International Conflict: Logic and Evidence
by Stephen L Quackenbush CQ Press
- Pub Date:
- Pbk 360 pages
- AU$169.00 NZ$173.91
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International Conflict: Logic and Evidence is based on the premise that proper understanding of international conflict – a necessary prerequisite for achieving peace – can come only from logic and evidence, not from opinion and anecdote. This groundbreaking book introduces students to international conflict’s key theories and empirical research. Throughout the text, author Stephen L Quackenbush gives examples that enable readers to see the theory in real-world events, and provides the data from the most recent research. Covering the entire process of interstate war, from causes of conflict to escalation, conduct, resolution, and recurrence, the book provides readers with a fascinating, thorough study that will help them understand how international conflict works.
• Case in Point boxes expand on key points in the text with a brief study of a particular event or conflict.
• Concept in Focus boxes delve further into concepts relevant to the field.
• An Appendix of wars and major crises since 1815 provides a brief summary of each, along with a few recommended sources for research.
Part I: FoundationsChapter 1: The Scientific Study of War What Is Science? The Scientific and Classical Approaches Levels of Analysis Dangerous Dyads A Process Model of War Conclusion Key ConceptsChapter 2: Identifying Wars and Militarized Disputes International Conflict in the Past Two Centuries Defining War Militarized Interstate Disputes Other Measures of International Conflict Conclusion Key ConceptsChapter 3: Rational Choice Theory Rationality Expected Utility Theory Game Theory Bargaining Model of War Conclusion Key ConceptsPart II: Causes of War and Militarized DisputesChapter 4: Contiguity and Territory Contiguity and International Conflict Identifying Opportunity for Conflict Territorial Issues and International Conflict Conclusion Key ConceptsChapter 5: Power Defining and Measuring Power Polarity and Stability Offense-Defense Balance Power Transition Theory Conclusion Key ConceptsChapter 6: Alliances Types of Alliances Why Do States Form Alliances? Drawbacks of Alliances Measuring Shared Interests Alliances and Conflict Conclusion Key ConceptsChapter 7: Democratic Peace Empirical Findings Regarding the Democratic Peace Explaining the Democratic Peace The Kantian Triangle Alternative Explanations Conclusion Key ConceptsChapter 8: Deterrence Types of Deterrence Classical Deterrence Theory Perfect Deterrence Theory Conclusion Key ConceptsChapter 9: Escalation of Disputes to War Patterns of Escalation Contextual Factors Leading to Escalation Strategy, Interaction, and Escalation Conclusion Key ConceptsPart III: The Conduct and Aftermath of WarChapter 10: Military Doctrine and Strategy The Study of Warfare Military Strategy Principles of War Modeling Combat Conclusion Key ConceptsChapter 11: Evolution of War War Expansion War Duration War Outcomes Conclusion Key ConceptsChapter 12: War Termination and Consequences Bargaining and War Termination Consequences of War Conclusion Key ConceptsChapter 13: Recurrent Conflict and Rivalry Recurrent Conflict Settlements and Recurrent Conflict International Rivalry Conclusion Key ConceptsPart IV: ConclusionsChapter 14: What Have We Learned About War? The Cumulation of Knowledge The Importance of Theory Key Concepts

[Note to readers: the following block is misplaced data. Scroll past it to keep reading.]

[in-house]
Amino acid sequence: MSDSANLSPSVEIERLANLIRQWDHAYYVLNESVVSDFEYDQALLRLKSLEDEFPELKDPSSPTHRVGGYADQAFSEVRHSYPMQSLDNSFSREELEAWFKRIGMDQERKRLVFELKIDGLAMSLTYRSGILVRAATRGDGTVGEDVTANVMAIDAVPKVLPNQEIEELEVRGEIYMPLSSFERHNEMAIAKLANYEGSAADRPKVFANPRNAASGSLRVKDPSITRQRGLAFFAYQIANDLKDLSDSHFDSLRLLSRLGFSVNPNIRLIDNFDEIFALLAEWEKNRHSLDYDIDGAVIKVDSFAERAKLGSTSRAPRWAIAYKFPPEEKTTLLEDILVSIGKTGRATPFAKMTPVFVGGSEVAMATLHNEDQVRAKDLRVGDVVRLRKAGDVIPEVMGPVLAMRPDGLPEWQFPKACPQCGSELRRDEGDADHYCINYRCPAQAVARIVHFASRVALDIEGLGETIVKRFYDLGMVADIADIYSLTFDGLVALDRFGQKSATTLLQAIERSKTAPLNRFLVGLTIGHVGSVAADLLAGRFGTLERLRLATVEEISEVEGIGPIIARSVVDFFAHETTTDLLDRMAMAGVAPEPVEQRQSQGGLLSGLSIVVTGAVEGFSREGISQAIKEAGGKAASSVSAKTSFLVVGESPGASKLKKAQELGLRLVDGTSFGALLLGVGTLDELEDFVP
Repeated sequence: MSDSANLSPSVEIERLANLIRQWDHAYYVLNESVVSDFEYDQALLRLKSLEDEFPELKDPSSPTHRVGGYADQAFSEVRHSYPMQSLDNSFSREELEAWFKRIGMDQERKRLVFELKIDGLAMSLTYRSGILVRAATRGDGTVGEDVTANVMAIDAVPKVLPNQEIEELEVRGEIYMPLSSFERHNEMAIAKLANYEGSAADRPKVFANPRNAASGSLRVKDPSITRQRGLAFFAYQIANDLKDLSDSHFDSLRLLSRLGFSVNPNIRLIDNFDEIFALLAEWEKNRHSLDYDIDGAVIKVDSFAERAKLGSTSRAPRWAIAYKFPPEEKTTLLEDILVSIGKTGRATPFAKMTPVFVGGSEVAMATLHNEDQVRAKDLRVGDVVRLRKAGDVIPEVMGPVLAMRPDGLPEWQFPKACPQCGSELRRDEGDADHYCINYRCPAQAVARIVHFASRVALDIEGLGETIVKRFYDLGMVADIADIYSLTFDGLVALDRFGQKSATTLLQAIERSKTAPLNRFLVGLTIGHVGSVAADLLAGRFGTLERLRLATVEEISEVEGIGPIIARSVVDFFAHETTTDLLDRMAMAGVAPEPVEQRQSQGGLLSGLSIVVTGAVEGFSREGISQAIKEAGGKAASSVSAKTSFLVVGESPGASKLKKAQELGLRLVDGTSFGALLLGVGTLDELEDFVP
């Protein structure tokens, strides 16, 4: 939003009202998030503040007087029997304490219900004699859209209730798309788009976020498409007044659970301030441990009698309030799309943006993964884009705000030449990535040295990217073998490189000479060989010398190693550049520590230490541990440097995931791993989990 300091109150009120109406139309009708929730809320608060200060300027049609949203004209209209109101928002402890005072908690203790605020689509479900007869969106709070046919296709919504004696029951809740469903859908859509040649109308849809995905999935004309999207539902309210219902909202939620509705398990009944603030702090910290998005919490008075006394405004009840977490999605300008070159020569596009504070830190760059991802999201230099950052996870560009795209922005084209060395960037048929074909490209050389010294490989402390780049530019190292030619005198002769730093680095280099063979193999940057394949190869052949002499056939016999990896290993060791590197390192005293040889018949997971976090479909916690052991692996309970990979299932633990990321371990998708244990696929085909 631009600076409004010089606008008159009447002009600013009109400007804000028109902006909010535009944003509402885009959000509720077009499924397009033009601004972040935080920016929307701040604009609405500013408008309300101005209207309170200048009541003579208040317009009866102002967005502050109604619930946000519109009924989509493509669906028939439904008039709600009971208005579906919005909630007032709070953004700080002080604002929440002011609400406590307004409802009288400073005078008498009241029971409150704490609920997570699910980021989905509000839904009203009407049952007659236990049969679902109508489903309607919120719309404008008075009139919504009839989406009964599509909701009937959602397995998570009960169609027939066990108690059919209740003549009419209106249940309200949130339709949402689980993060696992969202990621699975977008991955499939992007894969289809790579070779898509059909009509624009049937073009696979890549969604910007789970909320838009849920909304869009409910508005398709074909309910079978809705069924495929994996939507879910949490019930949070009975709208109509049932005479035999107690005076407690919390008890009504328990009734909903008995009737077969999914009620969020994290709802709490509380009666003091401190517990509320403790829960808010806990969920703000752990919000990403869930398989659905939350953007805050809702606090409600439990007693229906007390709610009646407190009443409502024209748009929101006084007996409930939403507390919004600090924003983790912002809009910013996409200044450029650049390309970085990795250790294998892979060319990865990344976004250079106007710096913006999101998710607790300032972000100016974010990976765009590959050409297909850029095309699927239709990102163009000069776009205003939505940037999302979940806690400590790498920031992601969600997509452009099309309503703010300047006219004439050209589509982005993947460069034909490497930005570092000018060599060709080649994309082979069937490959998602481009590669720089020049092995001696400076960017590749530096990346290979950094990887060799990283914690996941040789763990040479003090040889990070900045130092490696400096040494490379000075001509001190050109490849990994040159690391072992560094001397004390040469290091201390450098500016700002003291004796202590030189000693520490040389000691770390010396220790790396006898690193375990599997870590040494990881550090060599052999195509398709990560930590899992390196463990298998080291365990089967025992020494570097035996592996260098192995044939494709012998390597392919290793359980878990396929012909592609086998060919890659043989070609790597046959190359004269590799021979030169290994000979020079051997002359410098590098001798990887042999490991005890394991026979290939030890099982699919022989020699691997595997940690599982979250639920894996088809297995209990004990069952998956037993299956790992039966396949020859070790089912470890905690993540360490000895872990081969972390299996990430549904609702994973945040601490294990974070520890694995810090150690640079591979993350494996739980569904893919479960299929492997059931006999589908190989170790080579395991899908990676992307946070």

and ldquo;International Conflict: Logic and Evidence is a superb introduction to the ideas and apparatus of the conflict processes field. The book covers the entire process of war in a succinct way. By the last page, students have a basic familiarity with offense and defensive realism, stability, and polarity, expected utility theory, and other major areas of the literature. and rdquo;
and ldquo;Quackenbush has written a highly readable and intellectually stimulating book. I have no doubt that students will find the content useful for advancing their understanding of warfare. Equally importantly, the book and rsquo;s emphasis on explaining the scientific method and carefully delineating various approaches to scientific research make it especially useful. Indeed, the book helps readers understand how the social sciences and lsquo;do and rsquo; science, which is one of its most unique and appealing features. and rdquo;
Bruce W. Dayton
and ldquo;International Conflict: Logic and Evidence is a textbook that could serve as both a text and also a great reference for original research. It collects and generalizes some of the most focused and important research topics in the scientific study of war over the past thirty years (at least). and rdquo;
Stephen L. Quackenbush is Associate Professor of Political Science at the University of Missouri. His research and teaching focuses on international conflict. Specific areas of interest include understanding the dynamics of deterrence, the effect of settlements on recurrent conflict, and the effect of strategy and other factors on war outcomes. He is the author of Understanding General Deterrence: Theory and Application, and his research has been published in journals such as the Journal of Politics, Journal of Conflict Resolution, Political Research Quarterly, Journal of Peace Research, International Interactions, Conflict Management and Peace Science, and Review of International Studies. He served as an Army officer, including a year in Iraq in 2004, receiving the Bronze Star Medal.